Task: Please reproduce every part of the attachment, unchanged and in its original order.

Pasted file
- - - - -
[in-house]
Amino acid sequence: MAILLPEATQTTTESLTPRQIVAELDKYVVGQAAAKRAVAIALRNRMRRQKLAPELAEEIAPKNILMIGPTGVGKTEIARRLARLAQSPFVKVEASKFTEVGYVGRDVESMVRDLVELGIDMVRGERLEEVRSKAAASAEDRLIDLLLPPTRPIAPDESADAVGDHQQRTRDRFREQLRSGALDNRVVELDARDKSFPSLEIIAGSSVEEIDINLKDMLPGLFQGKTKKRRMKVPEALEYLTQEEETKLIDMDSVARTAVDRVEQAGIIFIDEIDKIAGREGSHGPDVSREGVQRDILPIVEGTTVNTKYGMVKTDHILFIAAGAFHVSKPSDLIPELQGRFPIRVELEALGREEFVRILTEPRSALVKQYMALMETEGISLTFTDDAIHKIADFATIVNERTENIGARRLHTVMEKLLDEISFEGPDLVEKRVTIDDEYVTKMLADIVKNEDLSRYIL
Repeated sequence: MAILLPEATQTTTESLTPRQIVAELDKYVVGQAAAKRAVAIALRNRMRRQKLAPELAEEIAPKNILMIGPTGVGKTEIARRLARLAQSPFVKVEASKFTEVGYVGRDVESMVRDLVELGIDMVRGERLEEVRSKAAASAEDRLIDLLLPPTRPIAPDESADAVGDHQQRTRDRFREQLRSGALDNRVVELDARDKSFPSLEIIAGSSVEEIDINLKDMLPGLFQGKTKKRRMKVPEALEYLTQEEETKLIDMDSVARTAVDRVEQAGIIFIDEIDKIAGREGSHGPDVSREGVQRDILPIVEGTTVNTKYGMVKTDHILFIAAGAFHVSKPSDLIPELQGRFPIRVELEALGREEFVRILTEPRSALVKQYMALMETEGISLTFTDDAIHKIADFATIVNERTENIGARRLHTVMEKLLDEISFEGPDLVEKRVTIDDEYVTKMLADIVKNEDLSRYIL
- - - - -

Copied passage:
[in-house]
Amino acid sequence: MAILLPEATQTTTESLTPRQIVAELDKYVVGQAAAKRAVAIALRNRMRRQKLAPELAEEIAPKNILMIGPTGVGKTEIARRLARLAQSPFVKVEASKFTEVGYVGRDVESMVRDLVELGIDMVRGERLEEVRSKAAASAEDRLIDLLLPPTRPIAPDESADAVGDHQQRTRDRFREQLRSGALDNRVVELDARDKSFPSLEIIAGSSVEEIDINLKDMLPGLFQGKTKKRRMKVPEALEYLTQEEETKLIDMDSVARTAVDRVEQAGIIFIDEIDKIAGREGSHGPDVSREGVQRDILPIVEGTTVNTKYGMVKTDHILFIAAGAFHVSKPSDLIPELQGRFPIRVELEALGREEFVRILTEPRSALVKQYMALMETEGISLTFTDDAIHKIADFATIVNERTENIGARRLHTVMEKLLDEISFEGPDLVEKRVTIDDEYVTKMLADIVKNEDLSRYIL
Repeated sequence: MAILLPEATQTTTESLTPRQIVAELDKYVVGQAAAKRAVAIALRNRMRRQKLAPELAEEIAPKNILMIGPTGVGKTEIARRLARLAQSPFVKVEASKFTEVGYVGRDVESMVRDLVELGIDMVRGERLEEVRSKAAASAEDRLIDLLLPPTRPIAPDESADAVGDHQQRTRDRFREQLRSGALDNRVVELDARDKSFPSLEIIAGSSVEEIDINLKDMLPGLFQGKTKKRRMKVPEALEYLTQEEETKLIDMDSVARTAVDRVEQAGIIFIDEIDKIAGREGSHGPDVSREGVQRDILPIVEGTTVNTKYGMVKTDHILFIAAGAFHVSKPSDLIPELQGRFPIRVELEALGREEFVRILTEPRSALVKQYMALMETEGISLTFTDDAIHKIADFATIVNERTENIGARRLHTVMEKLLDEISFEGPDLVEKRVTIDDEYVTKMLADIVKNEDLSRYIL